D-SNAP helps thousands in Harris County, despite logistical challenges

After Tropical Storm Harvey battered Texas with days of rain, many Katy-area residents were forced to leave their homes or miss work due to flooding. Of those, many were eligible for the state’s Disaster Supplemental Nutrition Assistance Program, commonly referred to as D-SNAP.

In the Katy area, the city and unincorporated sections of Harris, Fort Bend and Waller counties had 7,702 households apply for D-SNAP. Applications were accepted from late September to mid-October, according to the Texas Health and Human Services Commission.

In total, 7,153 households were approved for benefits and received two months of food assistance on Lone Star Cards, the prepaid debit card issued by Texas HHSC.

“D-SNAP is geared toward helping people as they return home to rebuild and try to get back to normal with housing and refrigeration and a place to store the food they purchase using the benefit cards,” said Kelli Weldon, Texas HHSC assistant press officer.

In response to public criticism over long lines, several of which sometimes stretched for blocks, Harris County Judge Ed Emmett defended the program. He said application sites were limited because of the difficulty in finding locations to support anticipated applicants and operational requirements needed by Texas HHSC.

Emmett said accepting applications for 18 days was unprecedented; the prior record was 10 days. He said he received emails calling it “unconscionable” that only one application site was open in the second enrollment period for Harris County.

“Well, keep in mind that there were five sites before this one, and there were a total of 15 days when you could apply for assistance all across the county,” he said, referring to the 15-day initial application period that began Sept. 26. Harris County officials added more enrollment days after it was apparent the need persisted.

Fort Bend County’s enrollment period was between Sept. 25 and Oct. 1; Harris enrollment took place Sept. 22 to Oct. 6, and again Oct. 18-20; and Waller enrollment took place Oct. 5-11, according to the Texas HHSC.

What is D-SNAP?

The program works similarly to SNAP, with families receiving the same amount that other SNAP beneficiaries with the same size household would receive. However, D-SNAP has different income thresholds and is only issued for two months.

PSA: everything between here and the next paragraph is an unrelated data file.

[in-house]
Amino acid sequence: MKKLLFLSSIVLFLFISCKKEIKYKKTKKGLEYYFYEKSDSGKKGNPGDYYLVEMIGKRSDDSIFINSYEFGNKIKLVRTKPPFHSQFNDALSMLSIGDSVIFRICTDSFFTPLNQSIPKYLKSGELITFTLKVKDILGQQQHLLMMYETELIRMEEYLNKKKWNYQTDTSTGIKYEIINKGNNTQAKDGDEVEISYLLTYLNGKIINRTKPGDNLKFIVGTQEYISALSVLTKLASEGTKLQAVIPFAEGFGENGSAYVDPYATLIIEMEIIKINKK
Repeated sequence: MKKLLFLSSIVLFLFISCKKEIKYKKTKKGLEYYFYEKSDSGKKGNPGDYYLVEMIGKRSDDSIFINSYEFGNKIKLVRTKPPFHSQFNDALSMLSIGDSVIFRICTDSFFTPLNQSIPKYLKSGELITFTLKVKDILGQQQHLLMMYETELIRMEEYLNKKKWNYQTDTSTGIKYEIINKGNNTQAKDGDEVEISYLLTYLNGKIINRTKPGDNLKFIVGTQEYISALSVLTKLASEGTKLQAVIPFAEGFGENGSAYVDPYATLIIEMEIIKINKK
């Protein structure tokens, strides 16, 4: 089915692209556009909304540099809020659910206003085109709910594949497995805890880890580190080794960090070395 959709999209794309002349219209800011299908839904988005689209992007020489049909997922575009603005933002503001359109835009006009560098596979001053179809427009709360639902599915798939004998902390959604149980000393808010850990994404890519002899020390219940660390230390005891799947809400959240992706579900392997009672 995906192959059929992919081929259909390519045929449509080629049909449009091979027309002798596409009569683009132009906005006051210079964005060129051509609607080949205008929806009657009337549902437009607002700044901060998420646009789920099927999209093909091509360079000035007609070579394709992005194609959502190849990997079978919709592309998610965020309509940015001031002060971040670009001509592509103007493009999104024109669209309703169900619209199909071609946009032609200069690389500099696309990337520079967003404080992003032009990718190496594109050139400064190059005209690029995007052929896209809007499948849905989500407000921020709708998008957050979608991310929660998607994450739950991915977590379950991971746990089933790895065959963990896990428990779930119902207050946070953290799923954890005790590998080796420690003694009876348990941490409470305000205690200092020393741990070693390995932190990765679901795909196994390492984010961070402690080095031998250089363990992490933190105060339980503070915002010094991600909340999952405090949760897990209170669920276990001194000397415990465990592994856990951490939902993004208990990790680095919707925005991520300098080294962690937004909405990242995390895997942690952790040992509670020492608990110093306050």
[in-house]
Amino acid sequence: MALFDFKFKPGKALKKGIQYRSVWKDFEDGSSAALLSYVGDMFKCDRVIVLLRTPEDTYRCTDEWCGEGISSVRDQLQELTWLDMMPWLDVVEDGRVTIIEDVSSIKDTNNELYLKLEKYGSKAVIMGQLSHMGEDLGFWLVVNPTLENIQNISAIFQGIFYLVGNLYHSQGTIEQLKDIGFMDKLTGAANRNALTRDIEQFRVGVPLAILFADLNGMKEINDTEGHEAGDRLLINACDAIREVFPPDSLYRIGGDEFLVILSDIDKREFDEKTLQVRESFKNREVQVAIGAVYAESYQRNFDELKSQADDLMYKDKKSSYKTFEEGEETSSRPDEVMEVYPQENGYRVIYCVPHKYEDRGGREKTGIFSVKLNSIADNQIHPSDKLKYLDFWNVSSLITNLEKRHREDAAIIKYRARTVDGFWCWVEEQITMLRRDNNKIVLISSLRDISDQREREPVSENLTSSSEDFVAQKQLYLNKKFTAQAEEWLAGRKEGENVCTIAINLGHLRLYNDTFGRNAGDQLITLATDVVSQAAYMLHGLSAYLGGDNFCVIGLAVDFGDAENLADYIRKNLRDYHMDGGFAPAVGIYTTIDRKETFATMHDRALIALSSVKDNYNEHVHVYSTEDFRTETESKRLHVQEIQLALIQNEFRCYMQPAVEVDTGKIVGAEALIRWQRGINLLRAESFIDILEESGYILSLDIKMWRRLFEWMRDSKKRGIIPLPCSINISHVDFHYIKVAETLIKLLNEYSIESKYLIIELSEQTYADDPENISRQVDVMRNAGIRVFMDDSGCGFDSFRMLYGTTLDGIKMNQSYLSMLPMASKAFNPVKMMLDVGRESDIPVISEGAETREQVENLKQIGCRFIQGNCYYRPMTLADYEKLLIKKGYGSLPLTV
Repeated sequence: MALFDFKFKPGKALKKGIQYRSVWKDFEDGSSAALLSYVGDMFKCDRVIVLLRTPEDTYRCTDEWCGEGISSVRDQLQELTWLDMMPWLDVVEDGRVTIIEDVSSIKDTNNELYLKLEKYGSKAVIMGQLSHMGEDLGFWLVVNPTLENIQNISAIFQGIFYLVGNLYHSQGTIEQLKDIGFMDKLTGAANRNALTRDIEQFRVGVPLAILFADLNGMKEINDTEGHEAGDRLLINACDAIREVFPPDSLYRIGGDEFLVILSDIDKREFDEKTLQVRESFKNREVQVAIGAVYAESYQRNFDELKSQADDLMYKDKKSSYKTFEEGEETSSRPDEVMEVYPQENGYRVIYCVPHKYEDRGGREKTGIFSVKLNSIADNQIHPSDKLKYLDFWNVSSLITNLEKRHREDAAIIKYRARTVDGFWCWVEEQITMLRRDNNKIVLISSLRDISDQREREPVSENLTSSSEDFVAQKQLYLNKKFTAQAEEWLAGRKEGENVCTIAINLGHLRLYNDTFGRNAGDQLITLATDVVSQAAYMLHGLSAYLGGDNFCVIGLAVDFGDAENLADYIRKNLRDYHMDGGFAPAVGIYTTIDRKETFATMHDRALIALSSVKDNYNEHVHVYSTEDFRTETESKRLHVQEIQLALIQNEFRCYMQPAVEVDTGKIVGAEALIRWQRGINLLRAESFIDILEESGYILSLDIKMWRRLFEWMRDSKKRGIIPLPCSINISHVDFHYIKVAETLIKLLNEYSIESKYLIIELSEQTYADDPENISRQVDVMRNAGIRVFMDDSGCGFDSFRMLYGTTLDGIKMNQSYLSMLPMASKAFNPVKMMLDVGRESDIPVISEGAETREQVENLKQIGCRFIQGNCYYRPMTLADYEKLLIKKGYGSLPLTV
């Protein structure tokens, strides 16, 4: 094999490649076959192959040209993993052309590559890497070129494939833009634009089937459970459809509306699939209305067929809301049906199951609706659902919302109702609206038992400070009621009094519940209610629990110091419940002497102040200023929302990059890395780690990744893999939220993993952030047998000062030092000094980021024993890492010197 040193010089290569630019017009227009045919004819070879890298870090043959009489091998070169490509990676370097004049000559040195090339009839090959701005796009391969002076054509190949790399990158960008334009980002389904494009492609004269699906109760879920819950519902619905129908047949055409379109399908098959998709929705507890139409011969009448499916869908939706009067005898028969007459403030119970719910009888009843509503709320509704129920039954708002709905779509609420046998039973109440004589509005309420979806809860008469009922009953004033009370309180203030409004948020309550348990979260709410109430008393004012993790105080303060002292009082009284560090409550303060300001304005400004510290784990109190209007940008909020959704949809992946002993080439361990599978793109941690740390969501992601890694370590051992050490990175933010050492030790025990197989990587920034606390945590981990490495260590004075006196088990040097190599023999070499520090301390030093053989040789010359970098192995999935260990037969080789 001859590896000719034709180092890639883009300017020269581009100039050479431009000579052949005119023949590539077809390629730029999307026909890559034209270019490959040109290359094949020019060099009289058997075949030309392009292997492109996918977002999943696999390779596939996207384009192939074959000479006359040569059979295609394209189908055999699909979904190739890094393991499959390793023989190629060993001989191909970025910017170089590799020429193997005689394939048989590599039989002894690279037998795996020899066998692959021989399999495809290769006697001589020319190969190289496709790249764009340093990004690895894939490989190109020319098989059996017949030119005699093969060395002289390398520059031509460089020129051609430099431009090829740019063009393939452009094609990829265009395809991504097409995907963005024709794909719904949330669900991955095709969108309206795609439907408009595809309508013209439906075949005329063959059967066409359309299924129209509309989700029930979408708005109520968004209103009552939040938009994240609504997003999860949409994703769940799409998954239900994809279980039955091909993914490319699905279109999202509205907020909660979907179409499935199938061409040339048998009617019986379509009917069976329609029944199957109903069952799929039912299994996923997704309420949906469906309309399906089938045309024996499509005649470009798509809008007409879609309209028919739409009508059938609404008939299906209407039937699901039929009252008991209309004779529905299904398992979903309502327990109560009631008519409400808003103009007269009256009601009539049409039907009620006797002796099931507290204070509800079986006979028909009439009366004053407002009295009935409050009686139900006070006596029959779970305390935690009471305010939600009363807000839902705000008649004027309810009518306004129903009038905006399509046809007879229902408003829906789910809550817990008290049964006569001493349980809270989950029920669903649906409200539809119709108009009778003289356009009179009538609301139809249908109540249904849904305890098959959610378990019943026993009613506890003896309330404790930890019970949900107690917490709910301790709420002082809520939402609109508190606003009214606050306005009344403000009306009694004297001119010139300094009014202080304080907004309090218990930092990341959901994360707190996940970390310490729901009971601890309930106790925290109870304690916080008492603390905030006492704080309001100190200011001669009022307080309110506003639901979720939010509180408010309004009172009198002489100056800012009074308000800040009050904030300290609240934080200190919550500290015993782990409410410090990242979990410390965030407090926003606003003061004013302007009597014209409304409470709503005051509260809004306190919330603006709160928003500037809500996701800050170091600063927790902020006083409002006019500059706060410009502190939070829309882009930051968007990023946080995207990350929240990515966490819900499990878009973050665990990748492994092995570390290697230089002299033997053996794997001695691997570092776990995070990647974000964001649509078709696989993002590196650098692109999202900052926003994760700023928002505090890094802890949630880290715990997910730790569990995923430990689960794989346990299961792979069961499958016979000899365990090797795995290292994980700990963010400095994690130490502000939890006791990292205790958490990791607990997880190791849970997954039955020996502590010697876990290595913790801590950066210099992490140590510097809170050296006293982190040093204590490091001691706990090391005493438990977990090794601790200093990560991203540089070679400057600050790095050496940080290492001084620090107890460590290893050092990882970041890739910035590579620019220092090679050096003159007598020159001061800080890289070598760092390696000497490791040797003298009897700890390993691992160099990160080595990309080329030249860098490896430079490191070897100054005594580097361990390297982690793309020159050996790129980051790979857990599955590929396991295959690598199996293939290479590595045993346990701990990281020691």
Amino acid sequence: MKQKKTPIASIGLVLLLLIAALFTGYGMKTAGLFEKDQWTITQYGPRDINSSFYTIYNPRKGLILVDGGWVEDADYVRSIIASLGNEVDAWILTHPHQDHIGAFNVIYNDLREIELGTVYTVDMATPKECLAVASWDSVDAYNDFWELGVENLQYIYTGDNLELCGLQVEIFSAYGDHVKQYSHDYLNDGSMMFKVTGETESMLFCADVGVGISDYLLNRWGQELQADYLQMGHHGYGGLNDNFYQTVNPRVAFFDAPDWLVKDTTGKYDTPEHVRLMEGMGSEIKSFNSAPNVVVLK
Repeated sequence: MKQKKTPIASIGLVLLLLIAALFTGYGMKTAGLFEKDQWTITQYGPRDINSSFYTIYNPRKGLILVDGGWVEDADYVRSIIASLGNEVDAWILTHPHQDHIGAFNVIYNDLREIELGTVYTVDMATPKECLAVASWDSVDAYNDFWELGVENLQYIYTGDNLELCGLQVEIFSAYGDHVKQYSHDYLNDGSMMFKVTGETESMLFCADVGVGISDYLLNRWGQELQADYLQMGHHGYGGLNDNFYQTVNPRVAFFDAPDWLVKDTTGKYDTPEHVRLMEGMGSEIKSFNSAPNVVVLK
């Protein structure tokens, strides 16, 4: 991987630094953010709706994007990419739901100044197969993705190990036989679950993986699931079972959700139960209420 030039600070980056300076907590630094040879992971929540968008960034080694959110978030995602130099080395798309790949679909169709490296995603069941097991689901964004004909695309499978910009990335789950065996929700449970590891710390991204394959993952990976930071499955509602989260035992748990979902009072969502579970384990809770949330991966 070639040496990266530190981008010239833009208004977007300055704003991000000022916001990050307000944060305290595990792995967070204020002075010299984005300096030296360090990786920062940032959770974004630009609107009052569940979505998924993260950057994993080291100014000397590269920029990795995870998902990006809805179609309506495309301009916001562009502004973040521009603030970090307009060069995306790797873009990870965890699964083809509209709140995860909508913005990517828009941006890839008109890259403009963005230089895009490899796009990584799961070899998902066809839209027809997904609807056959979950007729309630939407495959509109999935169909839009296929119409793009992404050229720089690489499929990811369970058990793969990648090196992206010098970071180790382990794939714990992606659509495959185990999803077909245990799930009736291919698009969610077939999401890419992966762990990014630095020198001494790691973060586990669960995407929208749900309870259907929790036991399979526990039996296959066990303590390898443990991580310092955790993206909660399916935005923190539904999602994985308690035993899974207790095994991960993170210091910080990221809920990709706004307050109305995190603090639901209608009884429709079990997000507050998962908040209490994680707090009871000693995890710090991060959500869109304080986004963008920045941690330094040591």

For example, a four-person household would have a SNAP income limit of $2,025 per month and receive up to $649 in food assistance per month. Under D-SNAP, that income limit is increased to $2,710, and the family would receive up to $649.

During a two-month period, the household’s total benefits would be $1,298. Those already enrolled in SNAP were ineligible for D-SNAP benefits, according to Texas HHSC.

The agency said more than 553,000 households applied for D-SNAP after Harvey, with almost 516,000 approved for benefits statewide. Total statewide D-SNAP benefits exceeded $548 million, of which Katy-area residents received more than $9.4 million, or about 1.68 percent.

Rollout scrutinized

The Texas State Employees Union was critical of the rollout of the application centers, blaming a hiring freeze put in place by Gov. Greg Abbott.

“With no new eligibile workers being hired or trained to replace any employees who left the agency, [Texas HHSC] offices already straining under heavy workloads are being slammed by the huge numbers of Texans in need of emergency D-SNAP,” the union said in an October press release.

Rodney Ellis, Harris County Precinct 1 commissioner, and Emmett had wanted to open two sites for the second enrollment period, but the state opted for one, the judge said. The second site would have been near I-10, near Jacinto City to reach those in the area that had not been served, he said.

“The number of people who have already received assistance is unprecedented. The event we had was unprecedented,” Emmett said.

The D-SNAP program helped more than 1.5 million Texans, with Texas HHSC staff working throughout the state to ensure services were provided to those in need, Weldon said. Staffers worked to ensure that applicants were aware of the wait times so that they could be as comfortable as possible.

To prepare for future disasters, Texas HHSC intends to work with state, county and city officials to boost awareness and list of possible D-SNAP application locations, Weldon said. The D-SNAP and SNAP programs are run and funded by the U.S. Department of Agriculture.

“Texas HHSC staff were at the sites ensuring people waiting had access to water while they waited,” Weldon said. “Special considerations were given to those with disabilities.”
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